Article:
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Smug McGuinty refuses to say he's sorry for gas plant fiasco

Simon Kent

By Simon Kent, Special to the Toronto Sun

Former premier Dalton McGuinty testifies at Queen's Park Tuesday, May 7, 2013, before the Ontario Standing Committee on Justice Policy about the cancellation of two gas plants. (DAVE THOMAS/Toronto Sun)

Former premier Dalton McGuinty testifies at Queen's Park Tuesday, May 7, 2013, before the Ontario Standing Committee on Justice Policy about the cancellation of two gas plants. (DAVE THOMAS/Toronto Sun)

Dalton McGuinty would rather swallow political poison than his pride.

Time and again on Tuesday morning the former premier squirmed before a legislative committee examining his government’s panicked decision to relocate the Oakville and Mississauga gas plants.

He refused to say sorry.

Instead, he scolded opposition members for having the temerity to question his judgment.

No sorry to the ratepayers and taxpayers of Ontario for his poor judgment in approving a decision that has already cost $585-million and rising.

No sorry to fellow members of the legislature for his poor executive judgment in not once asking his staff for a costing of the move.

No sorry to voters for proroguing parliament in the wake of the last election in a misguided attempt to defuse the growing scandal.

McGuinty simply maintained the smug, self-satisfied air of a man who thinks he has pulled off the crime of the century.

Here’s hoping he’s wrong.

Not many people outside the increasingly sclerotic McGuinty/Wynne government buy the notion that McGuinty didn’t act to secure five seats and thus ensure the Liberal’s political survival.

Precious few others will believe he and his successor Kathleen Wynne are so hopelessly inept, so unaware of the basic principles of ministerial responsibility and so bereft of basic decency that they just let the gas plant relocation issue slide rather than admit they sought to buy an election.

Well, hold on. Maybe a few more people will believe that after they regard the former premier’s slim testimony in committee.

The current beneficiary of the Ottawa South McGuinty family political peerage said he didn’t know much about pretty well anything at all to do with the two gas plants. He just wanted them moved. Whatever the cost to the taxpayer.

McGuinty certainly couldn’t recall when he was first told that the price had likely rocketed well past the original $40-million estimate for the Oakville closure.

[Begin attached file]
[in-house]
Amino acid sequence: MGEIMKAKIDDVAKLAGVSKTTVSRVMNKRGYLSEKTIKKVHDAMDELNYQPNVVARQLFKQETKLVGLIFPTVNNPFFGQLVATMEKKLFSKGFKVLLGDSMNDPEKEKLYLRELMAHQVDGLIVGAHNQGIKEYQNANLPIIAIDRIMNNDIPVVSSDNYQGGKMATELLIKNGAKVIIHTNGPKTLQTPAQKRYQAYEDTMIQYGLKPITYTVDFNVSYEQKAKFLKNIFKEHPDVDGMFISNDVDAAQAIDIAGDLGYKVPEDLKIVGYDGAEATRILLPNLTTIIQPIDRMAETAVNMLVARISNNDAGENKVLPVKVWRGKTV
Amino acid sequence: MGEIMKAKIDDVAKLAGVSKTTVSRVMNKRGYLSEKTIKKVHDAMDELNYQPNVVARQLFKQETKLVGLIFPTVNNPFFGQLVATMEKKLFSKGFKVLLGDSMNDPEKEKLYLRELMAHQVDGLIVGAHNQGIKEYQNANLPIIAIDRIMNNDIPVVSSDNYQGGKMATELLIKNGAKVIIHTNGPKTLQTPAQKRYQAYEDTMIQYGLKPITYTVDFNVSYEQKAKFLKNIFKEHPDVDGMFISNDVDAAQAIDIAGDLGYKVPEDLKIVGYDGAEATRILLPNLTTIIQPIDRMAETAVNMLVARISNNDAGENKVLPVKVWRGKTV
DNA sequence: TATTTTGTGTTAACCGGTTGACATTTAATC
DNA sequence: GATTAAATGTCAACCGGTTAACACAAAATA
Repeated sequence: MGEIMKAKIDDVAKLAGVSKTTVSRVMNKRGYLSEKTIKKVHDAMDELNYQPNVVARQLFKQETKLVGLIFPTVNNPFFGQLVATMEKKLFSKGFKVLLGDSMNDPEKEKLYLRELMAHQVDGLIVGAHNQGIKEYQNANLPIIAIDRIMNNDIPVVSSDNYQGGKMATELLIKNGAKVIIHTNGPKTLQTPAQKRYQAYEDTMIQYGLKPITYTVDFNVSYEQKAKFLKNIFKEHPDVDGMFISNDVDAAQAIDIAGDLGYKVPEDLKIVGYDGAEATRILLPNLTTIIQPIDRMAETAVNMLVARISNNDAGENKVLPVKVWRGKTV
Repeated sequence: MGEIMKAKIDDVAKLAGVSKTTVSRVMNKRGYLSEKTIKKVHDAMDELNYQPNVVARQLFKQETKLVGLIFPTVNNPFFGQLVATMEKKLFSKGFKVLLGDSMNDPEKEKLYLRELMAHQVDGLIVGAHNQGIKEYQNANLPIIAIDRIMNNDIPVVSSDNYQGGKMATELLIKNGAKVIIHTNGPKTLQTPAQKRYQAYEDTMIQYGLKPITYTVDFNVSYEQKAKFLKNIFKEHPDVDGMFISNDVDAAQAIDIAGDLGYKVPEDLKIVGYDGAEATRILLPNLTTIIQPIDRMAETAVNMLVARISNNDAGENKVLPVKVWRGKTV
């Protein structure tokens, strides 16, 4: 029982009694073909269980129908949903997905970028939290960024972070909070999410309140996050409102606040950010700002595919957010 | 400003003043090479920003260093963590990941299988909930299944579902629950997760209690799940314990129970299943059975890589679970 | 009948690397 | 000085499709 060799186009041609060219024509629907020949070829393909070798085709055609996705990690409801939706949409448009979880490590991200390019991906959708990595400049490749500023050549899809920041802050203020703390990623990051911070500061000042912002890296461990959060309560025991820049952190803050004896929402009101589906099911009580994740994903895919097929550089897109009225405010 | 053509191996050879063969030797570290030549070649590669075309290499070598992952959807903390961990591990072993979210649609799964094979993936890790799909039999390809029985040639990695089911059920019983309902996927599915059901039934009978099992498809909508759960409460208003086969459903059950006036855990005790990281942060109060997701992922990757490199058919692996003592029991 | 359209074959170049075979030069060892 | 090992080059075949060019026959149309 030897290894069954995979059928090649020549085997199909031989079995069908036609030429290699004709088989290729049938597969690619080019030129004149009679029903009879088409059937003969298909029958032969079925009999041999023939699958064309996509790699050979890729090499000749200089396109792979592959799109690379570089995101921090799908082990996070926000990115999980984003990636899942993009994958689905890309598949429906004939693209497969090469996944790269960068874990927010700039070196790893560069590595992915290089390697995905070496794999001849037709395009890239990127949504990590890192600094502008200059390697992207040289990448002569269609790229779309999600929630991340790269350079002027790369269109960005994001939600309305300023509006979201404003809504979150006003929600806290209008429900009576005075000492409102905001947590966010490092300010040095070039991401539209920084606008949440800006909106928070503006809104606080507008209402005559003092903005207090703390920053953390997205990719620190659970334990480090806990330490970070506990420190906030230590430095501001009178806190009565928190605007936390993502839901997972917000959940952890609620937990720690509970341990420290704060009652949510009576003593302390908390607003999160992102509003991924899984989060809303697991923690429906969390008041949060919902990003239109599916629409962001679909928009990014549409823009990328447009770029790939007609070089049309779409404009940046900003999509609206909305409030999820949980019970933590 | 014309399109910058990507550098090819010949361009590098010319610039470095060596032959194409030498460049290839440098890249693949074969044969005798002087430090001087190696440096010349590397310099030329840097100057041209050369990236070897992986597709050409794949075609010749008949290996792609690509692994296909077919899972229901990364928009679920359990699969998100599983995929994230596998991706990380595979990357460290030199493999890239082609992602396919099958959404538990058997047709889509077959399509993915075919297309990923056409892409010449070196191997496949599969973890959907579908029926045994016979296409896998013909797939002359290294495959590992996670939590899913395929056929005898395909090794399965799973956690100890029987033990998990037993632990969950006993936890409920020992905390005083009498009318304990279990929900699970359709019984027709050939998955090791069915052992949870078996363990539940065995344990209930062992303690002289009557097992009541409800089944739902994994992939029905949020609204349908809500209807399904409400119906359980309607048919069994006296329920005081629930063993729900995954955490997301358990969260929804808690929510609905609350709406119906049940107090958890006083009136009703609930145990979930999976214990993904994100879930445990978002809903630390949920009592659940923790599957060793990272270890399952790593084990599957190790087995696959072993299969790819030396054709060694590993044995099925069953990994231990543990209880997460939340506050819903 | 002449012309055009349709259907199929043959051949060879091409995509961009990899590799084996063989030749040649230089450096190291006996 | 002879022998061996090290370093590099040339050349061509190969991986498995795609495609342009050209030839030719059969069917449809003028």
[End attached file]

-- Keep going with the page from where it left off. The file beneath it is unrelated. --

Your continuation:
He has company there. We know Wynne has already declined 32 times — under oath — to reveal when she was told.

I stopped counting when McGuinty refused a dozen times in less than 10 minutes to answer that very question from a dogged Tory MPP Vic Fedeli.

The latter understood the significance of a direct response to the charge of Liberal fiscal recklessness.

“If he (McGuinty) admitted he knew in advance, that makes every one of his caucus who stood up in the legislature and told us the $40-million number — that would make them all purposely deceiving the legislature,” a clearly frustrated Fedeli said.

McGuinty confessed ignorance over how much it would ding taxpayers to cancel the plants when he made the decisions in October 2010 for Oakville and in late September 2011 for Mississauga.

It says a lot about the benign leadership of committee chair Shafiq Qaadri that his curiosity wasn’t piqued by these McGuinty lapses. He could have asked the now backbench MPP to answer while reminding him that he was under oath.

Instead, the MPP for Etobicoke North just sat and beamed at every response delivered by the former premier.

The only time the increasingly dewey-eyed chair looked remotely engaged in proceedings was when he primly censured Fedeli for using “unparliamentary language.”

Whatever that is.

Seems on the evidence that committees at Queen’s Park exist solely to serve the government of the day rather than robustly seeking facts.

Truth decay is fast becoming a defining ailment of this McGuinty/Wynne government and voters need all the help they can get fighting it.

If they were hoping for relief in the form of the grandly titled Standing Committee on Justice Policy, then they would have been sadly disappointed.

Just more of the same old, same old from a very tired looking government.

 


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